For a long time, lighthouses served as a symbol of security and hope. Traditionally, lighthouses were used to guide and serve as a safe passage for sailors. They would protect them and the land nearby, thus helping maintain a balance between the waters and land.
These lighthouses served as warnings to mariners and would warn them against the dangerous shallow yet perilous rocky coats. They also guided vessels into safety, especially in and out of harbors.
Depending on the lighthouse, the message would always be for sailors and mariners to stay away, beware of danger, or follow a specific path.
The bottom line is that the lighthouses were a significant part of marine life along rivers and coastlines. Over time, things changed, and innovations brought about newer and better ways to help navigate the waters. As such, most of the lighthouses have since been rendered functionless, with many turning into tourist attraction sites.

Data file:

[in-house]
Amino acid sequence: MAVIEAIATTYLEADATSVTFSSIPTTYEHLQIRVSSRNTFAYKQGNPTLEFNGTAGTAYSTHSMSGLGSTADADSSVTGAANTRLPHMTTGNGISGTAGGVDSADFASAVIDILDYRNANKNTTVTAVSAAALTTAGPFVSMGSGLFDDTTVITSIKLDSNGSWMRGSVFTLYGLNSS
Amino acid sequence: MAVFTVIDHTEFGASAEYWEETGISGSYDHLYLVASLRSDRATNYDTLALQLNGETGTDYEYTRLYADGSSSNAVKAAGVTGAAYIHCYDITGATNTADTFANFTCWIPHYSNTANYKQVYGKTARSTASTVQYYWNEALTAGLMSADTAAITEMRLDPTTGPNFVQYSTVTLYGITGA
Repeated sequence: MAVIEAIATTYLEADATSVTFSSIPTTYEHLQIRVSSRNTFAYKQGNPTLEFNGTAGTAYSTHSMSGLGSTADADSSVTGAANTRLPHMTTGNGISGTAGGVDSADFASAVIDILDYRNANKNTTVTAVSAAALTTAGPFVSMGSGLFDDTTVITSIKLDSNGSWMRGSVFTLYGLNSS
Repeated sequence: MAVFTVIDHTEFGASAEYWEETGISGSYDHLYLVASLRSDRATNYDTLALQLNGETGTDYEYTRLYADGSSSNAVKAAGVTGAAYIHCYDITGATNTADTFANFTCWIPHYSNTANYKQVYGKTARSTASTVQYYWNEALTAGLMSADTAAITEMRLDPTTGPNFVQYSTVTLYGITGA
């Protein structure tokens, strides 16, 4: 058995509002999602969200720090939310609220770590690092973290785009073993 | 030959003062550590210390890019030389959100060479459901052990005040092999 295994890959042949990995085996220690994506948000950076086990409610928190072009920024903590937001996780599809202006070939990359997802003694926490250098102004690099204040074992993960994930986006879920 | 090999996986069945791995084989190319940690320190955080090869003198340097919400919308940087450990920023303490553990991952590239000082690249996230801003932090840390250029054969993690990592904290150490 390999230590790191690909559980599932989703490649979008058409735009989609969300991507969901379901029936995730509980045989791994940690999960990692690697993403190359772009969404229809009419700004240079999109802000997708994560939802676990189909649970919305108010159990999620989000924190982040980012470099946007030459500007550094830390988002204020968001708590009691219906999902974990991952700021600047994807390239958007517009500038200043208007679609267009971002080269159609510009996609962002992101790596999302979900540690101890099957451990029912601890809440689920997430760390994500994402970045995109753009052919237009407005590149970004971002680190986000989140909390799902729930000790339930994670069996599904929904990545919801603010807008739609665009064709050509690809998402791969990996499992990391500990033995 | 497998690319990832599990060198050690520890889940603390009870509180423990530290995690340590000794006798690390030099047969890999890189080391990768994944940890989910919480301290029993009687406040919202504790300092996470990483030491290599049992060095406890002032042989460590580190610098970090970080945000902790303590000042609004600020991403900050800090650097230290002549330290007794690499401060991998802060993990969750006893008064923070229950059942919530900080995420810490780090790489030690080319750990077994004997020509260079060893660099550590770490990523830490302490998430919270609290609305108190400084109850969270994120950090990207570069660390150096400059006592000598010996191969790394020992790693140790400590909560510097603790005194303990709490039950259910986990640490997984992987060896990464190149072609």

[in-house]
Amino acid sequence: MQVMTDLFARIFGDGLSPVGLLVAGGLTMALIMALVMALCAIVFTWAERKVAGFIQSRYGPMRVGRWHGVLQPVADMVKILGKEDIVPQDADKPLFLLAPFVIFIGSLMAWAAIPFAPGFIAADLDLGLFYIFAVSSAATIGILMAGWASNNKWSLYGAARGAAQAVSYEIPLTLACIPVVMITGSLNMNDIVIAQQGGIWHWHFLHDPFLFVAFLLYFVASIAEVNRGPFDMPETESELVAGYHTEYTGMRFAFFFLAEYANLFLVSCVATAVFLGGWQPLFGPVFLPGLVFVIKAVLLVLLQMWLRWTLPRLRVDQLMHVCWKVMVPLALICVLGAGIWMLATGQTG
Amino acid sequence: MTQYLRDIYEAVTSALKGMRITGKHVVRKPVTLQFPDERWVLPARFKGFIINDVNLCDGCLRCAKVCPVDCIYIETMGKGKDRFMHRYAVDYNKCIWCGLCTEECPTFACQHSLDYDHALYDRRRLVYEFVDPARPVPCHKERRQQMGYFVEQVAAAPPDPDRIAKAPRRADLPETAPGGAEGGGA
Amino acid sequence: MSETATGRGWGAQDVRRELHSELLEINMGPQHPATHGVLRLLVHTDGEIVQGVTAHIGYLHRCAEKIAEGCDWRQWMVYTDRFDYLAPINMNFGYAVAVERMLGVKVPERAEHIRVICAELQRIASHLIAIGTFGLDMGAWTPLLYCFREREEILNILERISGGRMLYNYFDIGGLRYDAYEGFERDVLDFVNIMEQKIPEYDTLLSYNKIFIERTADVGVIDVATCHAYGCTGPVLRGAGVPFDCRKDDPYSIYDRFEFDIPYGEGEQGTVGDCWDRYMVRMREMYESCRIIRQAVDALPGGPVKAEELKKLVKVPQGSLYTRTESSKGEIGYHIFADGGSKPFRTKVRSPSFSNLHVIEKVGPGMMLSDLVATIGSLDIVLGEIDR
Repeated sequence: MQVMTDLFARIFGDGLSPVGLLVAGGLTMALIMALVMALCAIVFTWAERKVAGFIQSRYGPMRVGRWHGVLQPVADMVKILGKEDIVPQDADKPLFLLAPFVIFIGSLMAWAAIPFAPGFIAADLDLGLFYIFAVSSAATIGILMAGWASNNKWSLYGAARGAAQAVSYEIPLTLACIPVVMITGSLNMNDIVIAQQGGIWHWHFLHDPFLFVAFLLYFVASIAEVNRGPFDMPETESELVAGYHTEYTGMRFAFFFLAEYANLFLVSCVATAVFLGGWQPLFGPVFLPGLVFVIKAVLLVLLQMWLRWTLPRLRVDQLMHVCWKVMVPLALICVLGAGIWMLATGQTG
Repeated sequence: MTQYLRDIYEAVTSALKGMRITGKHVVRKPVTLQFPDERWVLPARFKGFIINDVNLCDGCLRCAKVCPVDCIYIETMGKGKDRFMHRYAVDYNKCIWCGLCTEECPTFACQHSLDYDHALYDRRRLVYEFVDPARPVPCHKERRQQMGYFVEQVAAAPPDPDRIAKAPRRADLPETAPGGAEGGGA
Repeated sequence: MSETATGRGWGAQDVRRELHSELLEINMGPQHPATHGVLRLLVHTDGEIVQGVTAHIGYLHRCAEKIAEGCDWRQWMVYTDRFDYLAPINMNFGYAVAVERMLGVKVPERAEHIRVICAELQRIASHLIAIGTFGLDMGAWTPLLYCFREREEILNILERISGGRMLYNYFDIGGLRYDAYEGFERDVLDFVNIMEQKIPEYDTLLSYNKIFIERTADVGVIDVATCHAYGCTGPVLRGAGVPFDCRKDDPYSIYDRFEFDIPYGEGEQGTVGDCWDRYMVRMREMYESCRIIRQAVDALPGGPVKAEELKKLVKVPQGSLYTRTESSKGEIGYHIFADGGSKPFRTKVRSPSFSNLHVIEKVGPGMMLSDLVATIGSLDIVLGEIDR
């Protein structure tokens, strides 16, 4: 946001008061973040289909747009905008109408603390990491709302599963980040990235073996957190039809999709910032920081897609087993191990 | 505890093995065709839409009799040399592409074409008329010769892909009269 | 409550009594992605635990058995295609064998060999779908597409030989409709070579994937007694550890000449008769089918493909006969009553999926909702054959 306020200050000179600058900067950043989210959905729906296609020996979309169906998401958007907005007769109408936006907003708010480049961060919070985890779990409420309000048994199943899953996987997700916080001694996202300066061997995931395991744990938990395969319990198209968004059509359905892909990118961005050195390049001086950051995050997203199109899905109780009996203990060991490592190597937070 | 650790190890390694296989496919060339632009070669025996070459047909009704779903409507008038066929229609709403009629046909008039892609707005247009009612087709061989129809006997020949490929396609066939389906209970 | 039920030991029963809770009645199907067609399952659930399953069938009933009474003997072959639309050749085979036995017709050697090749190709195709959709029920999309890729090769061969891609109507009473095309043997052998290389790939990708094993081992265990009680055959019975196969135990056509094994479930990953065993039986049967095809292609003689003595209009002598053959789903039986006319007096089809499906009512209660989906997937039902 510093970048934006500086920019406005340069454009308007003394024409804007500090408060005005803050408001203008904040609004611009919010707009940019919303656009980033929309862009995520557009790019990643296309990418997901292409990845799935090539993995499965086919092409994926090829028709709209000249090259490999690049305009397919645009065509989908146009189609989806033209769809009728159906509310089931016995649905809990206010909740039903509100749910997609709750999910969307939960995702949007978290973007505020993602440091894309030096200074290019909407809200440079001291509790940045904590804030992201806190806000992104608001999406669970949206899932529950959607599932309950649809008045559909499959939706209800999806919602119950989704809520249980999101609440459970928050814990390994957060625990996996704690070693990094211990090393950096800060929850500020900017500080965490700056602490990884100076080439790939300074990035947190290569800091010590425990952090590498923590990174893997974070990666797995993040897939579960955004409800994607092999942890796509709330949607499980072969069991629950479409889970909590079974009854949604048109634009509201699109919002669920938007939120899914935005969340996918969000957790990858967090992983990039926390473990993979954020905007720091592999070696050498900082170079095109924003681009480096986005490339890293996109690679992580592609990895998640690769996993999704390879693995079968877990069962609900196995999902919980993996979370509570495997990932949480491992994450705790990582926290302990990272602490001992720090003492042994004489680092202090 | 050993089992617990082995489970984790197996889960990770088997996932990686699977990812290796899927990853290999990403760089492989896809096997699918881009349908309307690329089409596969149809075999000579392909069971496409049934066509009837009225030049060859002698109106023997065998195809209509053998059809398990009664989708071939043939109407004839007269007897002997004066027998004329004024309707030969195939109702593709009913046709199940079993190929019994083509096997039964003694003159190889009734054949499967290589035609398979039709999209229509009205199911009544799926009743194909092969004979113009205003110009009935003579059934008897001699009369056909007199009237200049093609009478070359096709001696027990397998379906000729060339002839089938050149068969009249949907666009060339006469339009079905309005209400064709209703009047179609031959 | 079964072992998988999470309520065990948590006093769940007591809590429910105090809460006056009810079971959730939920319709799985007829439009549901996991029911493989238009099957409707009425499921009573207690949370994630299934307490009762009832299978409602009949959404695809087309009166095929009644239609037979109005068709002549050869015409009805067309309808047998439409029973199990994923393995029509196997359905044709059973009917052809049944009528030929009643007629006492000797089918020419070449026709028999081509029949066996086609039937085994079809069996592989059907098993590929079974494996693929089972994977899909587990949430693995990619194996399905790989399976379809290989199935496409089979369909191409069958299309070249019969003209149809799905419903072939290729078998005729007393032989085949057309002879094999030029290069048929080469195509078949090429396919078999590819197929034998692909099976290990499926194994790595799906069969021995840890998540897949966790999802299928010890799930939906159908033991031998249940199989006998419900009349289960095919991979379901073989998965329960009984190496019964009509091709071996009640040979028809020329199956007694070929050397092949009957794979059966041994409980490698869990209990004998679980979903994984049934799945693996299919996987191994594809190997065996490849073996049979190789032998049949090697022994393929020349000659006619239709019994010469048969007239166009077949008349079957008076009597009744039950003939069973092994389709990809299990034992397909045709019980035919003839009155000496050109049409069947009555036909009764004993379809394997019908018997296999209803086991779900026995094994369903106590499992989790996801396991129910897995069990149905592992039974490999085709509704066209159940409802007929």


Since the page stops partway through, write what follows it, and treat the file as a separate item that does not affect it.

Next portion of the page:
The Mark Twain Memorial Lighthouse is such an example. It was constructed as an honor to one of Hannibal’s legendary citizens, Mark Twain, and not necessarily to serve as a guide along the Mississippi River.
Mark Twain Memorial Lighthouse is not the only lighthouse along the Mississippi River.
The Mississippi River may not have any functioning lighthouses today. One that most people identify with, the Mark Twain Memorial Lighthouse, isn’t used for navigation purposes. It is more of a memoir.
Significance of the Mark Twain Memorial Lighthouse
This lighthouse was built to honor the life and profound legacy of Mark Twain, an American writer who grew up in Hannibal. It serves as an ornamental piece of construction not meant for navigational aid.